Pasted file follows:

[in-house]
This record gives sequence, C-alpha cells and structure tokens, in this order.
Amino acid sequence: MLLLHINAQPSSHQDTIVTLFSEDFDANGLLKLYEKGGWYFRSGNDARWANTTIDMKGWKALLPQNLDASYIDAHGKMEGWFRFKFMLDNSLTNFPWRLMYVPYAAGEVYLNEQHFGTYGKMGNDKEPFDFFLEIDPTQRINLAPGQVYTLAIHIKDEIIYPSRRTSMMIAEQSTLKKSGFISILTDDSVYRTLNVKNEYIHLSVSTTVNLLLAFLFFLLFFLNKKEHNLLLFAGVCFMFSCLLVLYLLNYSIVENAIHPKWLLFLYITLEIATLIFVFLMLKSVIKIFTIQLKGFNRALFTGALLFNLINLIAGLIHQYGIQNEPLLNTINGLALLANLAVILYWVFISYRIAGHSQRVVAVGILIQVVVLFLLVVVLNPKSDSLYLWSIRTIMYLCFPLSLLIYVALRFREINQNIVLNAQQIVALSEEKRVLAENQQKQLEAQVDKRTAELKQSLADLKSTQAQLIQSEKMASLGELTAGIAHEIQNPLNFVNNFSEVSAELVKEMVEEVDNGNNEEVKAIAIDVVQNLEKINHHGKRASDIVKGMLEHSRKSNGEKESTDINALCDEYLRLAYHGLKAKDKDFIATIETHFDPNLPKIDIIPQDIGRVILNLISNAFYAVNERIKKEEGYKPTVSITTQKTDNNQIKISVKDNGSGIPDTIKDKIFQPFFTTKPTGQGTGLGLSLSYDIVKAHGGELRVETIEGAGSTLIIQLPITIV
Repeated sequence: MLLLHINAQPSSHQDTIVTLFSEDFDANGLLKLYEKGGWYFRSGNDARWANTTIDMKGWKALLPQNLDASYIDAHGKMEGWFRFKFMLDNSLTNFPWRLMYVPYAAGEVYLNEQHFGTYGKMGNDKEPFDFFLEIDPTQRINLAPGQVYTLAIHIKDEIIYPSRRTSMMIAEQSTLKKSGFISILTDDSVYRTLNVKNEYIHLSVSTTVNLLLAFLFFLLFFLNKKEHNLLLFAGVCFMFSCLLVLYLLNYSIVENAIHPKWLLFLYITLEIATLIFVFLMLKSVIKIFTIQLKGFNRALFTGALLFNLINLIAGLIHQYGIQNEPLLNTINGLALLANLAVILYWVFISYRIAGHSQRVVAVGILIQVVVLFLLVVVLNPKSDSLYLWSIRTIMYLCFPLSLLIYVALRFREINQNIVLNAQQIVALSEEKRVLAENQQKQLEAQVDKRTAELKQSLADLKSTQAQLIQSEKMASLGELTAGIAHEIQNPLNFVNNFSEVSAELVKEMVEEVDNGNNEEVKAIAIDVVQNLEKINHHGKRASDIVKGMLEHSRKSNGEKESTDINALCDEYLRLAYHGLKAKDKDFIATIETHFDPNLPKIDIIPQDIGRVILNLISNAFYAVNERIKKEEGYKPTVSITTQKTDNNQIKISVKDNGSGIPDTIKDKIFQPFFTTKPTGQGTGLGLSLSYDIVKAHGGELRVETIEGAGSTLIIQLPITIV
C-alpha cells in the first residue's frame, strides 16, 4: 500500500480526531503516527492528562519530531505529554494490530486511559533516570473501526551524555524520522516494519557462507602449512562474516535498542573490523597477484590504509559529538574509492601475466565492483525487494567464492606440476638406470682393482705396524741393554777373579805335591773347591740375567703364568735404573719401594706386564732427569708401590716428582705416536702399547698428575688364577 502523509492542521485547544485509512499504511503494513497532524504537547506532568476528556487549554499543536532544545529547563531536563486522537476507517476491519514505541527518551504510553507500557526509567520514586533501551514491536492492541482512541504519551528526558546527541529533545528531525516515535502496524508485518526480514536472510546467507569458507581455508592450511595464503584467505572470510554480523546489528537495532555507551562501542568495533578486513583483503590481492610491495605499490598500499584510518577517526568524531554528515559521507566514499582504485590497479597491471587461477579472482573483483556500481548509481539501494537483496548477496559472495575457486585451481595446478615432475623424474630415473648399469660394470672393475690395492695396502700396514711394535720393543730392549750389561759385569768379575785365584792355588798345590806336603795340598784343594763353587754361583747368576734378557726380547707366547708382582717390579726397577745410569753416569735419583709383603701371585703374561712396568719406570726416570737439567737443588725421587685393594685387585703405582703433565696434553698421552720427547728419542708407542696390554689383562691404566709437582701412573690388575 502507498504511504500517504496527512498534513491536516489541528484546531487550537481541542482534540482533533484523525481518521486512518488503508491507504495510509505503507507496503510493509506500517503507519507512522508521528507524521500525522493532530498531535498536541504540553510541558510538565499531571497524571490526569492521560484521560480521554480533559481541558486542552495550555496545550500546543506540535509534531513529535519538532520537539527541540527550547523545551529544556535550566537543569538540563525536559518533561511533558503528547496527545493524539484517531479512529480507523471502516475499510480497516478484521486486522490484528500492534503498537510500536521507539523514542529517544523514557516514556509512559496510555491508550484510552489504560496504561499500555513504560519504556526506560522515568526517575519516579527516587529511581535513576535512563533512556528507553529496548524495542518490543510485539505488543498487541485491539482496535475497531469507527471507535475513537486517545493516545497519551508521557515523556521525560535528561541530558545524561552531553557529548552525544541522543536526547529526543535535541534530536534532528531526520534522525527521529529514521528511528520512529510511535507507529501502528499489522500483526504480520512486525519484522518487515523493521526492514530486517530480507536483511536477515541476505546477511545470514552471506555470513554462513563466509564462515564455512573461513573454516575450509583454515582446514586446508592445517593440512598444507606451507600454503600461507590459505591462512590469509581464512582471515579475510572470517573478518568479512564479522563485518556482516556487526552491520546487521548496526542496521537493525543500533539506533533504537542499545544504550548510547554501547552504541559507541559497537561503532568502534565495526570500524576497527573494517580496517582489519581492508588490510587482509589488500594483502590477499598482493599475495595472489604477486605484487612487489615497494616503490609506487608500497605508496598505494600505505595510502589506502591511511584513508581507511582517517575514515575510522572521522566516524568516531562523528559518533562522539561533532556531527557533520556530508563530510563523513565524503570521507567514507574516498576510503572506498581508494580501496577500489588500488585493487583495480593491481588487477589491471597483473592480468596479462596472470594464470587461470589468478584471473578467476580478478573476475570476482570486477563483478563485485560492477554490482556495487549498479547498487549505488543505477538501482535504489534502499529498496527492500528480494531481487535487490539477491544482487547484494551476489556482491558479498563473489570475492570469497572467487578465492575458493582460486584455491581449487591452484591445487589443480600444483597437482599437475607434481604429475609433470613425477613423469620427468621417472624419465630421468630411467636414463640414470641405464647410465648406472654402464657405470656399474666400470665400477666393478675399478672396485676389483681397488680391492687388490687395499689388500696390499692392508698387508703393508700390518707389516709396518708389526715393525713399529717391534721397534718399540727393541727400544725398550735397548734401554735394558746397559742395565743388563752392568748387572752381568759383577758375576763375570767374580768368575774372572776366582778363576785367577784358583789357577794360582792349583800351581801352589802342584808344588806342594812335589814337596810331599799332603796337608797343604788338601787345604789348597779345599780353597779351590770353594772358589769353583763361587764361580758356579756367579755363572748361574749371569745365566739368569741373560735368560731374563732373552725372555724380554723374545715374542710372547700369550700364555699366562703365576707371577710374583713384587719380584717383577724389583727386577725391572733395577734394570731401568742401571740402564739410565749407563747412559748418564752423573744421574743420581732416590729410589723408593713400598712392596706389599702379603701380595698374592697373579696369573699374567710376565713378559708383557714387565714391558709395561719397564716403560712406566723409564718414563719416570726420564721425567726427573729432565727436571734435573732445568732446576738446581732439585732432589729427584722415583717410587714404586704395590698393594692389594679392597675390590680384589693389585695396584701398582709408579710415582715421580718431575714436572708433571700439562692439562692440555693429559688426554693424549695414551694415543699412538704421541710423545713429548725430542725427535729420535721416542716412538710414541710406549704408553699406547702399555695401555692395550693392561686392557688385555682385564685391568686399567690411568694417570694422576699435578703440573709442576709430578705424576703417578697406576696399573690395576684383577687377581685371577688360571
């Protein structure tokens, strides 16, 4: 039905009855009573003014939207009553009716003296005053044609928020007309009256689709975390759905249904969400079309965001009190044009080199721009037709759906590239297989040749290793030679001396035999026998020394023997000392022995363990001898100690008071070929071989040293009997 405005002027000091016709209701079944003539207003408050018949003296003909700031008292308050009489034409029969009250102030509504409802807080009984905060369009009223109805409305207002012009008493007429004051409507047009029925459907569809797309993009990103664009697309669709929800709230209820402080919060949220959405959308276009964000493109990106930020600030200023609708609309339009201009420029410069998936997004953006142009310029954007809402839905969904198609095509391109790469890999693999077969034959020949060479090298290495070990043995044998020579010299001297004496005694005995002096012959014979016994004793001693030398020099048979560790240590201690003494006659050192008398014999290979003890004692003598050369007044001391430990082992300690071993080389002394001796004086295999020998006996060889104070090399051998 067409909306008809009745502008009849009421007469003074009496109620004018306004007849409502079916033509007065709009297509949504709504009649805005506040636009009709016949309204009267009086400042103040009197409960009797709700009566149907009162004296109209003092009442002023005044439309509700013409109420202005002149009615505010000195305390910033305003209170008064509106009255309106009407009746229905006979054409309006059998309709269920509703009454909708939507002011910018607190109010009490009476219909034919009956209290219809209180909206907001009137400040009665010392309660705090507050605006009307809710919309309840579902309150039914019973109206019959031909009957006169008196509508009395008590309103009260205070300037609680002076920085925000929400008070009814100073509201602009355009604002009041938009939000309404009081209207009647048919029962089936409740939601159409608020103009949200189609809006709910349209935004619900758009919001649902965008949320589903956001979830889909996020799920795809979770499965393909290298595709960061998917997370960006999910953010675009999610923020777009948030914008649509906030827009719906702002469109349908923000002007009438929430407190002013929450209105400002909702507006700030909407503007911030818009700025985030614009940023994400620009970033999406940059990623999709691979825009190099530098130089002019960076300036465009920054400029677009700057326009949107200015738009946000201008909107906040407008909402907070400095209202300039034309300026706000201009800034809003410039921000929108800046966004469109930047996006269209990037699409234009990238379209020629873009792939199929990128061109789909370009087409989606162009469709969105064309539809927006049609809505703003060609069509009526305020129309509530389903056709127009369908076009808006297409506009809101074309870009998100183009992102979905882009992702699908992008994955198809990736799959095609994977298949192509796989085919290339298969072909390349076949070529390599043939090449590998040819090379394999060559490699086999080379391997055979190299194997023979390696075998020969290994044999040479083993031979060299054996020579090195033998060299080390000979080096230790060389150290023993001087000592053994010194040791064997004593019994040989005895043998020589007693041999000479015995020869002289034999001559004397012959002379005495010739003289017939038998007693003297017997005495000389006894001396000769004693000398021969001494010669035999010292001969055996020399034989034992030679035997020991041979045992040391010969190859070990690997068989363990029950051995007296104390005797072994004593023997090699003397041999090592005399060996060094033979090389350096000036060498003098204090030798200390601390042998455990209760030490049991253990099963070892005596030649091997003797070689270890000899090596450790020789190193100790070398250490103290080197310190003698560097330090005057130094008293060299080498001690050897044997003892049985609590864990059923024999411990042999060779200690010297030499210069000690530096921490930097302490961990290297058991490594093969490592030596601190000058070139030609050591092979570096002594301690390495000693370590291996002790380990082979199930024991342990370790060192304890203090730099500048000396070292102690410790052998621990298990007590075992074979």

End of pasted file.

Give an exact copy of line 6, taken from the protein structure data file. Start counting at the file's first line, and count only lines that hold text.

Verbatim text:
């Protein structure tokens, strides 16, 4: 039905009855009573003014939207009553009716003296005053044609928020007309009256689709975390759905249904969400079309965001009190044009080199721009037709759906590239297989040749290793030679001396035999026998020394023997000392022995363990001898100690008071070929071989040293009997 405005002027000091016709209701079944003539207003408050018949003296003909700031008292308050009489034409029969009250102030509504409802807080009984905060369009009223109805409305207002012009008493007429004051409507047009029925459907569809797309993009990103664009697309669709929800709230209820402080919060949220959405959308276009964000493109990106930020600030200023609708609309339009201009420029410069998936997004953006142009310029954007809402839905969904198609095509391109790469890999693999077969034959020949060479090298290495070990043995044998020579010299001297004496005694005995002096012959014979016994004793001693030398020099048979560790240590201690003494006659050192008398014999290979003890004692003598050369007044001391430990082992300690071993080389002394001796004086295999020998006996060889104070090399051998 067409909306008809009745502008009849009421007469003074009496109620004018306004007849409502079916033509007065709009297509949504709504009649805005506040636009009709016949309204009267009086400042103040009197409960009797709700009566149907009162004296109209003092009442002023005044439309509700013409109420202005002149009615505010000195305390910033305003209170008064509106009255309106009407009746229905006979054409309006059998309709269920509703009454909708939507002011910018607190109010009490009476219909034919009956209290219809209180909206907001009137400040009665010392309660705090507050605006009307809710919309309840579902309150039914019973109206019959031909009957006169008196509508009395008590309103009260205070300037609680002076920085925000929400008070009814100073509201602009355009604002009041938009939000309404009081209207009647048919029962089936409740939601159409608020103009949200189609809006709910349209935004619900758009919001649902965008949320589903956001979830889909996020799920795809979770499965393909290298595709960061998917997370960006999910953010675009999610923020777009948030914008649509906030827009719906702002469109349908923000002007009438929430407190002013929450209105400002909702507006700030909407503007911030818009700025985030614009940023994400620009970033999406940059990623999709691979825009190099530098130089002019960076300036465009920054400029677009700057326009949107200015738009946000201008909107906040407008909402907070400095209202300039034309300026706000201009800034809003410039921000929108800046966004469109930047996006269209990037699409234009990238379209020629873009792939199929990128061109789909370009087409989606162009469709969105064309539809927006049609809505703003060609069509009526305020129309509530389903056709127009369908076009808006297409506009809101074309870009998100183009992102979905882009992702699908992008994955198809990736799959095609994977298949192509796989085919290339298969072909390349076949070529390599043939090449590998040819090379394999060559490699086999080379391997055979190299194997023979390696075998020969290994044999040479083993031979060299054996020579090195033998060299080390000979080096230790060389150290023993001087000592053994010194040791064997004593019994040989005895043998020589007693041999000479015995020869002289034999001559004397012959002379005495010739003289017939038998007693003297017997005495000389006894001396000769004693000398021969001494010669035999010292001969055996020399034989034992030679035997020991041979045992040391010969190859070990690997068989363990029950051995007296104390005797072994004593023997090699003397041999090592005399060996060094033979090389350096000036060498003098204090030798200390601390042998455990209760030490049991253990099963070892005596030649091997003797070689270890000899090596450790020789190193100790070398250490103290080197310190003698560097330090005057130094008293060299080498001690050897044997003892049985609590864990059923024999411990042999060779200690010297030499210069000690530096921490930097302490961990290297058991490594093969490592030596601190000058070139030609050591092979570096002594301690390495000693370590291996002790380990082979199930024991342990370790060192304890203090730099500048000396070292102690410790052998621990298990007590075992074979």